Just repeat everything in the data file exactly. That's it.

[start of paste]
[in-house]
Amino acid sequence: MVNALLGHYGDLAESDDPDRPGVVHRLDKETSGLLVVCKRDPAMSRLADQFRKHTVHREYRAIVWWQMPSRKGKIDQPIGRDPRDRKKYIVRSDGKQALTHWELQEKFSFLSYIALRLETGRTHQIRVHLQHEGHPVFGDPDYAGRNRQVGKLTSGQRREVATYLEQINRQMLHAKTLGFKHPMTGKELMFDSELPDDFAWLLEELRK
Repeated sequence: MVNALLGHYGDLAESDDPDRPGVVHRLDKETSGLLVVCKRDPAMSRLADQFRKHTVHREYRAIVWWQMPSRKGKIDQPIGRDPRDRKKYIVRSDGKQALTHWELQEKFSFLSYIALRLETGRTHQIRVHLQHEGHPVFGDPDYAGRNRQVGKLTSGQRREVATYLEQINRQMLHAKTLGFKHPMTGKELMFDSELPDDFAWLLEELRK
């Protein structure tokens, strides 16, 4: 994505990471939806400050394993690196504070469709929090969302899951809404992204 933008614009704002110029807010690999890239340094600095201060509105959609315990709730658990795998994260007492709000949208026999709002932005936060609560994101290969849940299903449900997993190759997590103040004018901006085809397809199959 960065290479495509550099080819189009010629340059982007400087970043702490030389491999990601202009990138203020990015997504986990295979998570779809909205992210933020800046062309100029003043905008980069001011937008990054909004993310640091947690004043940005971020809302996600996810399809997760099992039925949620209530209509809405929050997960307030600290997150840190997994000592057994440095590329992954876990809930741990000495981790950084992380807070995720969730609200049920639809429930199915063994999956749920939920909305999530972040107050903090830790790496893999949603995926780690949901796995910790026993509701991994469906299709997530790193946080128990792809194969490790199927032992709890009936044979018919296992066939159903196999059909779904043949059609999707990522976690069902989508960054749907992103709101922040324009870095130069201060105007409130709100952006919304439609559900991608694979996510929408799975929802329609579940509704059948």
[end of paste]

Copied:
[in-house]
Amino acid sequence: MVNALLGHYGDLAESDDPDRPGVVHRLDKETSGLLVVCKRDPAMSRLADQFRKHTVHREYRAIVWWQMPSRKGKIDQPIGRDPRDRKKYIVRSDGKQALTHWELQEKFSFLSYIALRLETGRTHQIRVHLQHEGHPVFGDPDYAGRNRQVGKLTSGQRREVATYLEQINRQMLHAKTLGFKHPMTGKELMFDSELPDDFAWLLEELRK
Repeated sequence: MVNALLGHYGDLAESDDPDRPGVVHRLDKETSGLLVVCKRDPAMSRLADQFRKHTVHREYRAIVWWQMPSRKGKIDQPIGRDPRDRKKYIVRSDGKQALTHWELQEKFSFLSYIALRLETGRTHQIRVHLQHEGHPVFGDPDYAGRNRQVGKLTSGQRREVATYLEQINRQMLHAKTLGFKHPMTGKELMFDSELPDDFAWLLEELRK
């Protein structure tokens, strides 16, 4: 994505990471939806400050394993690196504070469709929090969302899951809404992204 933008614009704002110029807010690999890239340094600095201060509105959609315990709730658990795998994260007492709000949208026999709002932005936060609560994101290969849940299903449900997993190759997590103040004018901006085809397809199959 960065290479495509550099080819189009010629340059982007400087970043702490030389491999990601202009990138203020990015997504986990295979998570779809909205992210933020800046062309100029003043905008980069001011937008990054909004993310640091947690004043940005971020809302996600996810399809997760099992039925949620209530209509809405929050997960307030600290997150840190997994000592057994440095590329992954876990809930741990000495981790950084992380807070995720969730609200049920639809429930199915063994999956749920939920909305999530972040107050903090830790790496893999949603995926780690949901796995910790026993509701991994469906299709997530790193946080128990792809194969490790199927032992709890009936044979018919296992066939159903196999059909779904043949059609999707990522976690069902989508960054749907992103709101922040324009870095130069201060105007409130709100952006919304439609559900991608694979996510929408799975929802329609579940509704059948």